Photo: Michael Christopher Brown/Newsweek
Ah, the irony. Guess who's profitting from doing something that would've gotten them "re-educated" in a farm back in the days of the Cultural Revolution?
Here's how some clever bourgeious restaurateurs are capitalizing on the boom of nostalgia in China:
To many, the idea of a Cultural Revolution–themed dining establishment is paradoxical, since tasty cuisine was certainly not that era’s strong suit. The first “Red restaurants” sprouted in Beijing in the ’90s, offering little more than a few socialist-realist posters and food that was minimalist in the literal sense of the word. One served dandelion-leaf salad and raw cucumbers to symbolize the grass and bark that some poor Chinese ate during the hardscrabble ’60s and ’70s. Now Red-restaurant cuisine is more in line with middle-class tastes. In Mao’s hometown, “the Chairman’s Favorite”—roast fatty pork—is a must, while Red Scene offers a pricey shrimp dish for $27 alongside less-expensive cornmeal cakes and country-style bean curd.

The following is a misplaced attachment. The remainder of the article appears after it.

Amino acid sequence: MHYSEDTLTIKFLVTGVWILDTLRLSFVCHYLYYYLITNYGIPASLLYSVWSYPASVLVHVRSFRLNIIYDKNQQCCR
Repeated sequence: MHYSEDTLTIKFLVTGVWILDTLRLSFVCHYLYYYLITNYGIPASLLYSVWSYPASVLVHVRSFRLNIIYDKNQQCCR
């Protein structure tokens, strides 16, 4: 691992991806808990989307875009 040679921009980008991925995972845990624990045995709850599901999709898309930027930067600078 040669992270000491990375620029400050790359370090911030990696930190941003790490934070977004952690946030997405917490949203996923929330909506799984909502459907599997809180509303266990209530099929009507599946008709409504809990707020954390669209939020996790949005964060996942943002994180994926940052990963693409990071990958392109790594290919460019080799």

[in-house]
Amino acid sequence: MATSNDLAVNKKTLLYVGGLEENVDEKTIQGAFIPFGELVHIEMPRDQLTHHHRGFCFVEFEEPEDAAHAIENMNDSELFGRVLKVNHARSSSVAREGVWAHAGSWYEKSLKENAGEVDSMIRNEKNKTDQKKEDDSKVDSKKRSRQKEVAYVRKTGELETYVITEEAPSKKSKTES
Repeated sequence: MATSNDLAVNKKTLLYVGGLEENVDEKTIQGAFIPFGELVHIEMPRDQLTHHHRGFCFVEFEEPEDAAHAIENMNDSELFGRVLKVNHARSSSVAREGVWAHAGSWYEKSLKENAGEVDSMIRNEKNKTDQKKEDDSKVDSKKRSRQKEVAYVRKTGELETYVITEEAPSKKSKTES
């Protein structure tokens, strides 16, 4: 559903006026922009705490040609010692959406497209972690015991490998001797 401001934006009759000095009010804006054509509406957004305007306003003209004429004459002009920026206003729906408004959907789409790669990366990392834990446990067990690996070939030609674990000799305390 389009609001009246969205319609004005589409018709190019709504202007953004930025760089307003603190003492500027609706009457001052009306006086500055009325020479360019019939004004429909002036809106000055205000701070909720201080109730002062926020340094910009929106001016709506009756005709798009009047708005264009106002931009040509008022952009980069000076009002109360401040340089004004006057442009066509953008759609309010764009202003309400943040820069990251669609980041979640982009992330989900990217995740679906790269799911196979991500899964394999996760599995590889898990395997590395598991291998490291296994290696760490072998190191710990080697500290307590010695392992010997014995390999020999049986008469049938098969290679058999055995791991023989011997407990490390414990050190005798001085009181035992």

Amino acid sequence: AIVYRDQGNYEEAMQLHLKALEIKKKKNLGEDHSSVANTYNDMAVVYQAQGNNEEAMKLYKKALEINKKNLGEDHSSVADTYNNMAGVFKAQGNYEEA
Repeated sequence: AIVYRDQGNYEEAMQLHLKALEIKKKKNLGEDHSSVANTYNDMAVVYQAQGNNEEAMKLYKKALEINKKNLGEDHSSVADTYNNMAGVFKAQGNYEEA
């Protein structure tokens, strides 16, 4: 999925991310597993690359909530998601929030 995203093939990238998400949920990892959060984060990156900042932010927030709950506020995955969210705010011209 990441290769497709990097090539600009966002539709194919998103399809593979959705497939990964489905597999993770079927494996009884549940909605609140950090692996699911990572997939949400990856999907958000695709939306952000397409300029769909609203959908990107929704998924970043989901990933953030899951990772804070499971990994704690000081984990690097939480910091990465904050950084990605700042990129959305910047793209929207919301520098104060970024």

Melinda Liu of The Daily Beast reports: Link